View Full Version : needing advice on plans for my father to go home in final stages of bulbar palsy.

29th January 2015, 21:55
HI (me again) My father is currently on a rehab ward to try and safe for return to home. However progress is not happening and he is sadly in final stages of disease. He was admitted in Jan with pneumonia but this has left him unable to walk without support, low blood pressure and unable to tolerate the amount of feed required to prevent further speedy weight loss. His bmi is approx 17.5. I was called down earlier in week to have my final conversation with my dad as they said he is detoriating/weakening and maximum 1 to 2 weeks left. I live 5 hours away and once got there saw another dr who would not give a time line but confirmed final stages and just focussed on wanting to know his final wishes. The OT then was on about a home visit to see if could go home so very mixed messages as they have said he needs ideally 24 hour care as he is so vunerable and unable to communicate too so home would be very isolating as he lives alone. Today he is still refusing to have the bed downstairs so they are talking about putting a hospital bed upstairs with commode and he remains upstairs fulltime as he is unable to cope with the stairs and they have said he will continue to weaken and low blood pressure risk of falls. In hospital he unable to have showers sometimes because blood pressure is too low. Very mixed messages and I am not convinced that home is the best place taking the whole picture. He would only have 4 care visits a day and the rest of the time would be alone. My father is very adamant that he wants to go home and yes I agree he should be listened to but he is at full risk of serious harm if he left and medical team are not being realistic or honest with him. They say he meets criteria for full nhs continuing care package providing 24 hour care. Please advise as I am so frustrated, confused and just want my dad to have dignity.

29th January 2015, 22:40
Hi my friend Jean was given continuing care in the final stages before Christmas. They arranged for her to have a live in carer so she had 24 hour care but we had to give the carer time off during the day for a break.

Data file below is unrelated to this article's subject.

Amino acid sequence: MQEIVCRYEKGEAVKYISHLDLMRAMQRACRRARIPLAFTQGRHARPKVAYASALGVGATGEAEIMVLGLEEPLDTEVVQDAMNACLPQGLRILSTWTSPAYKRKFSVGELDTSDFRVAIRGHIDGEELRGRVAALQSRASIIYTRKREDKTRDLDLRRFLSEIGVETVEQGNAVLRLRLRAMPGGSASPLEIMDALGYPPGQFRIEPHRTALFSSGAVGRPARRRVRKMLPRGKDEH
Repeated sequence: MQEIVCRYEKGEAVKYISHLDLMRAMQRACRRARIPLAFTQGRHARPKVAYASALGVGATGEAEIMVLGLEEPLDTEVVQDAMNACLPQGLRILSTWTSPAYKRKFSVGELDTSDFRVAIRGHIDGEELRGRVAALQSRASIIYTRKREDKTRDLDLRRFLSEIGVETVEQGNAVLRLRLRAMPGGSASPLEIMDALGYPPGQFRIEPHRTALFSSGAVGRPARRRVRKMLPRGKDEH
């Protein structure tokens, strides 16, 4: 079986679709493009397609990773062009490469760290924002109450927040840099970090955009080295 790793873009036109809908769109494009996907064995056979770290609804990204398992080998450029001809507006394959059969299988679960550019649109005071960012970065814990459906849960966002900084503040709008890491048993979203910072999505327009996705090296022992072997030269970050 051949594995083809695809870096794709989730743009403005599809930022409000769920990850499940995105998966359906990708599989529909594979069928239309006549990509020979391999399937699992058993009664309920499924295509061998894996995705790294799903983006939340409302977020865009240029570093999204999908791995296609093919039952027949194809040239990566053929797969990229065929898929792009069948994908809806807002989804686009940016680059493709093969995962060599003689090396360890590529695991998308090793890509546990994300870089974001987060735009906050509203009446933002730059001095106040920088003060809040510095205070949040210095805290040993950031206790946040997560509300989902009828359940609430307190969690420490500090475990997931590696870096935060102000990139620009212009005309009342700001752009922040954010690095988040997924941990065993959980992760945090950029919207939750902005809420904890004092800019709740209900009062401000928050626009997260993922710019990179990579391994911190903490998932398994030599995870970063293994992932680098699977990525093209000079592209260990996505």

They also couldn't give any indication of a time line other than it wouldn't be months. Jean was given morphine through a syringe driver and this was overseen by district nurses who visited every day.

Jean was kept very comfortable and almost pain free. She was also given medication to help keep her calm and steady her breathing. As hard as it was it was very peaceful and dignified.

My heart goes out to you xx

Alison x

29th January 2015, 22:58
Hi Hopeful;

Things are not looking to good. I don't know whether dad would consider going to a hospice. They are normally as experienced as you get with Mnd and will make him comfortable by administering drugs etc that the hospital may not use.

It must be hard living so far away. To sort continuing care for twoish weeks is quite a tall order.

Best wishes, Terry

30th January 2015, 00:05
Jean was in the hospice when they sorted out continuing care etc. it took about a week to get funding and a week sorting out all the care. They wouldn't let her stay as she had been there 3 weeks and said they didn't do residential and as mnd was not predictable.

Maybe transferring to hospice for them to make arrangements would be better. They seem more geared to sorting out end of life care than hospitals.

Alison x

1st February 2015, 06:28
At tough one there Hopeful - and you have my sympathies.

Alison and Terry have combined to give good advice.

Dying alone can't be ideal for most of us. Reading your about your father made me tell the wife just now that I am lucky to have her.

All the best Jock.

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